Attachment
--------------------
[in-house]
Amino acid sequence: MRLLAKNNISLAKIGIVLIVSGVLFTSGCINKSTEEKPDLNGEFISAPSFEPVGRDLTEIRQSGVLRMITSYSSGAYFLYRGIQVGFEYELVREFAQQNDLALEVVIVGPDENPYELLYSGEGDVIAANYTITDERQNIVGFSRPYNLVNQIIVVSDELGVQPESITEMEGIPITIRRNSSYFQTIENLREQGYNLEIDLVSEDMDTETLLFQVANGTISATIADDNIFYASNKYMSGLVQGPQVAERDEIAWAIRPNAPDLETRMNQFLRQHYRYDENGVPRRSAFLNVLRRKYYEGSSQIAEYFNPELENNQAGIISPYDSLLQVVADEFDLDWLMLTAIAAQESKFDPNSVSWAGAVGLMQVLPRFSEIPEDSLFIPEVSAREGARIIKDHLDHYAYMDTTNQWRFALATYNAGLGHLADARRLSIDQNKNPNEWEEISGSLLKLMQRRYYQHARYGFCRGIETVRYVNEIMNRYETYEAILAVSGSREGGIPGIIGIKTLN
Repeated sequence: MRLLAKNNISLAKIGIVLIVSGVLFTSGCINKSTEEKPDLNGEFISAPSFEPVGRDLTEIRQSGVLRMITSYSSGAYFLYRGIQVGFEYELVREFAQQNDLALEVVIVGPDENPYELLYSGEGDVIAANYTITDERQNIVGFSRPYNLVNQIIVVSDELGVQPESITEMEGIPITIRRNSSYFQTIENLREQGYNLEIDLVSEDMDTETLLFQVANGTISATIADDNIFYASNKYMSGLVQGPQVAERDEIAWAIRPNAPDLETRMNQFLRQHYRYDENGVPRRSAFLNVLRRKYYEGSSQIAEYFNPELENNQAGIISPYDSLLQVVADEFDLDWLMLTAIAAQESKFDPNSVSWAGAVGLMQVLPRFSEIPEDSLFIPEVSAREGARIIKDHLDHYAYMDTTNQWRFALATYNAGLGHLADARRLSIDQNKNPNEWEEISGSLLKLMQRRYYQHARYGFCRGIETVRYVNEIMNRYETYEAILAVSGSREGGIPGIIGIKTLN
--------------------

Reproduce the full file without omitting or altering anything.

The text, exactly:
[in-house]
Amino acid sequence: MRLLAKNNISLAKIGIVLIVSGVLFTSGCINKSTEEKPDLNGEFISAPSFEPVGRDLTEIRQSGVLRMITSYSSGAYFLYRGIQVGFEYELVREFAQQNDLALEVVIVGPDENPYELLYSGEGDVIAANYTITDERQNIVGFSRPYNLVNQIIVVSDELGVQPESITEMEGIPITIRRNSSYFQTIENLREQGYNLEIDLVSEDMDTETLLFQVANGTISATIADDNIFYASNKYMSGLVQGPQVAERDEIAWAIRPNAPDLETRMNQFLRQHYRYDENGVPRRSAFLNVLRRKYYEGSSQIAEYFNPELENNQAGIISPYDSLLQVVADEFDLDWLMLTAIAAQESKFDPNSVSWAGAVGLMQVLPRFSEIPEDSLFIPEVSAREGARIIKDHLDHYAYMDTTNQWRFALATYNAGLGHLADARRLSIDQNKNPNEWEEISGSLLKLMQRRYYQHARYGFCRGIETVRYVNEIMNRYETYEAILAVSGSREGGIPGIIGIKTLN
Repeated sequence: MRLLAKNNISLAKIGIVLIVSGVLFTSGCINKSTEEKPDLNGEFISAPSFEPVGRDLTEIRQSGVLRMITSYSSGAYFLYRGIQVGFEYELVREFAQQNDLALEVVIVGPDENPYELLYSGEGDVIAANYTITDERQNIVGFSRPYNLVNQIIVVSDELGVQPESITEMEGIPITIRRNSSYFQTIENLREQGYNLEIDLVSEDMDTETLLFQVANGTISATIADDNIFYASNKYMSGLVQGPQVAERDEIAWAIRPNAPDLETRMNQFLRQHYRYDENGVPRRSAFLNVLRRKYYEGSSQIAEYFNPELENNQAGIISPYDSLLQVVADEFDLDWLMLTAIAAQESKFDPNSVSWAGAVGLMQVLPRFSEIPEDSLFIPEVSAREGARIIKDHLDHYAYMDTTNQWRFALATYNAGLGHLADARRLSIDQNKNPNEWEEISGSLLKLMQRRYYQHARYGFCRGIETVRYVNEIMNRYETYEAILAVSGSREGGIPGIIGIKTLN